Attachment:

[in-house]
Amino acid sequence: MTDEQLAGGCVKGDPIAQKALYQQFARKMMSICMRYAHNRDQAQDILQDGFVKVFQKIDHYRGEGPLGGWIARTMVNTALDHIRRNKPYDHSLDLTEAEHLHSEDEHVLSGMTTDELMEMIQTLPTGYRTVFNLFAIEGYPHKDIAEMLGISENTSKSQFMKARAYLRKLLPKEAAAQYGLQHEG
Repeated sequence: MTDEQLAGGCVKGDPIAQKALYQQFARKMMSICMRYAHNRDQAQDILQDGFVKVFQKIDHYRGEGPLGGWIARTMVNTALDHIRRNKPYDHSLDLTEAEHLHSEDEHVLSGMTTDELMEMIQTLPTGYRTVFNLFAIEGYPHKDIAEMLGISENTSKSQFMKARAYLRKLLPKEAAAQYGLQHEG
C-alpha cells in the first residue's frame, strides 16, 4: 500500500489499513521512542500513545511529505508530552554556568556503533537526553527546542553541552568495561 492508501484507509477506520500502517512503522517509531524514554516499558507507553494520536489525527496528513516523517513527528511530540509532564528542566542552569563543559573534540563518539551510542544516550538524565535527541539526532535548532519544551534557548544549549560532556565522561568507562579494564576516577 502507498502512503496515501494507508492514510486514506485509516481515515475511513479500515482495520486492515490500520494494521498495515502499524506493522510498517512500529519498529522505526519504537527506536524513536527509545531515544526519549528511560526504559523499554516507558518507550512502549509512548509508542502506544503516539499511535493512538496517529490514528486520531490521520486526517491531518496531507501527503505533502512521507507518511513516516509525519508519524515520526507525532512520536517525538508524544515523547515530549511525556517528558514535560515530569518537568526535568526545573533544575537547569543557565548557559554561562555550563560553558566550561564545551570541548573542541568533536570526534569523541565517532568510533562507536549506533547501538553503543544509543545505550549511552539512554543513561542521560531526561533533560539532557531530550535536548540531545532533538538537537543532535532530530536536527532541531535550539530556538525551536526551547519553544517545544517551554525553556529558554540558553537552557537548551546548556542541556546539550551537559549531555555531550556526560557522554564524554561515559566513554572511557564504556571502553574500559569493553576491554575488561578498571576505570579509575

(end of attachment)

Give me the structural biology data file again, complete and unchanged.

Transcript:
[in-house]
Amino acid sequence: MTDEQLAGGCVKGDPIAQKALYQQFARKMMSICMRYAHNRDQAQDILQDGFVKVFQKIDHYRGEGPLGGWIARTMVNTALDHIRRNKPYDHSLDLTEAEHLHSEDEHVLSGMTTDELMEMIQTLPTGYRTVFNLFAIEGYPHKDIAEMLGISENTSKSQFMKARAYLRKLLPKEAAAQYGLQHEG
Repeated sequence: MTDEQLAGGCVKGDPIAQKALYQQFARKMMSICMRYAHNRDQAQDILQDGFVKVFQKIDHYRGEGPLGGWIARTMVNTALDHIRRNKPYDHSLDLTEAEHLHSEDEHVLSGMTTDELMEMIQTLPTGYRTVFNLFAIEGYPHKDIAEMLGISENTSKSQFMKARAYLRKLLPKEAAAQYGLQHEG
C-alpha cells in the first residue's frame, strides 16, 4: 500500500489499513521512542500513545511529505508530552554556568556503533537526553527546542553541552568495561 492508501484507509477506520500502517512503522517509531524514554516499558507507553494520536489525527496528513516523517513527528511530540509532564528542566542552569563543559573534540563518539551510542544516550538524565535527541539526532535548532519544551534557548544549549560532556565522561568507562579494564576516577 502507498502512503496515501494507508492514510486514506485509516481515515475511513479500515482495520486492515490500520494494521498495515502499524506493522510498517512500529519498529522505526519504537527506536524513536527509545531515544526519549528511560526504559523499554516507558518507550512502549509512548509508542502506544503516539499511535493512538496517529490514528486520531490521520486526517491531518496531507501527503505533502512521507507518511513516516509525519508519524515520526507525532512520536517525538508524544515523547515530549511525556517528558514535560515530569518537568526535568526545573533544575537547569543557565548557559554561562555550563560553558566550561564545551570541548573542541568533536570526534569523541565517532568510533562507536549506533547501538553503543544509543545505550549511552539512554543513561542521560531526561533533560539532557531530550535536548540531545532533538538537537543532535532530530536536527532541531535550539530556538525551536526551547519553544517545544517551554525553556529558554540558553537552557537548551546548556542541556546539550551537559549531555555531550556526560557522554564524554561515559566513554572511557564504556571502553574500559569493553576491554575488561578498571576505570579509575